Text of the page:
It was at this point in 2017 that Paul Beechey had caught me and told me that no one quits on this hill, before I had to watch him disappear into the darkness feeling deflated. 2019 was vastly different… I jogged most of the hill and caught up to the sixth placed runner who to my surprise was Irina Masanova, the Russian who had been struggling so badly at 30 miles. I didn’t even know that she had passed me however I guess she had when I was in the toilet at one of the aid stations. She was struggling with her breathing and I tried to help her although I’m not sure I did anything worthwhile. She was still hiking up the hill and told me to keep running. I fully expected her to catch me again later as she was obviously an awesome athlete.
I was now well past 200km and the fog was descending on the main road. This made for quite treacherous conditions and at times I really feared for my safety. Lorries and cars were appearing out of the fog, cutting corners and travelling at some speed and I worried that they wouldn’t notice little old me in my reflective gear and small headtorch. I was so concerned that upon reaching one aid station Russell asked me what I had eaten and I replied with ‘nothing, I’ve been too busy trying to stay alive!!!’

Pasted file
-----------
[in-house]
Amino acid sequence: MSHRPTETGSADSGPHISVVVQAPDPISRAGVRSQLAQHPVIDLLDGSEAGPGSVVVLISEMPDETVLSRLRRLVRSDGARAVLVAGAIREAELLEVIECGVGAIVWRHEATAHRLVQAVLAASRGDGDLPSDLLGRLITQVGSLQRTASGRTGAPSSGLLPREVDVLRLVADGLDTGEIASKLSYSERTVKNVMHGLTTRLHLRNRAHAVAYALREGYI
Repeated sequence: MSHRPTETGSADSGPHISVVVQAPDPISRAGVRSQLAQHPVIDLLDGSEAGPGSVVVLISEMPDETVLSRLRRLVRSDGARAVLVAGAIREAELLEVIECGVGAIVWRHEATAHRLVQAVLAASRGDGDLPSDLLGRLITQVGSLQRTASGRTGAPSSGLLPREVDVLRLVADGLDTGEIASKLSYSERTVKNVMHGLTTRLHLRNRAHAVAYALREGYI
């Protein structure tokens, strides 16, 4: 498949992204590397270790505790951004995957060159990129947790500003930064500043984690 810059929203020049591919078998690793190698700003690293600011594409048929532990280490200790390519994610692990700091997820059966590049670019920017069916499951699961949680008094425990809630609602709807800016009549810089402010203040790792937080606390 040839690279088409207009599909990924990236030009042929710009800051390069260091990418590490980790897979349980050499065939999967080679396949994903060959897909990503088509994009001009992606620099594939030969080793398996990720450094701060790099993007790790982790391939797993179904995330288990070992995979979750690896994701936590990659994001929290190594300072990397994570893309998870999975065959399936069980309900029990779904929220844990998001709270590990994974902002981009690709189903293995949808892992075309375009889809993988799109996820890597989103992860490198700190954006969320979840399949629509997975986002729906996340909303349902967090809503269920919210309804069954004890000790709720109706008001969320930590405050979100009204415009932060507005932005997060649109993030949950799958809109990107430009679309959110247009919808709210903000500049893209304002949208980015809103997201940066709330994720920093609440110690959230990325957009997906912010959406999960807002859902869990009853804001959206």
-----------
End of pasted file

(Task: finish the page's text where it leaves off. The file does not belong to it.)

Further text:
This road had been scary enough two years ago when I had traversed it in the morning sunlight, and now in the early hours of the morning I was willing the sun to rise again so that the fog would lift.
I had in my head that I wanted to reach CP 68 (223km) by 7am if I had not had to have an impromptu toilet stop in the bushes I may well of done. It seems that all the food I had been eating was contributing to some GI distress and my body decided it needed to deal with this. Added to that my chaffing was now really bad and the Vaseline wasn’t really doing it’s job, thankfully it was less painful to run than it was to walk so that motivated to keep moving forwards at pace.
I finally reached CP68 just after the sun came up and was able to ditch all of my night gear for the final 13 miles. It seems that I had arrived a little quicker than my crew were expecting as Russell hastily made me a jam roll to eat before I left the checkpoint, only appearing shortly after I arrived!
There was only one crew stop to go, at Voutianoui (CP72) and from there it would just be 10km to the finish. I had one more hill to climb and then I would see Sparta in the distance, what a magical feeling that would be. Well it would have been if all of a sudden with 11 miles to go I hadn’t needed the loo again. I had to dash into the bushes once more and I couldn’t believe it, usually I don’t need the loo once, let alone four times!! Thankfully that was to be the last time as I willed my legs to carry me to the last checkpoint.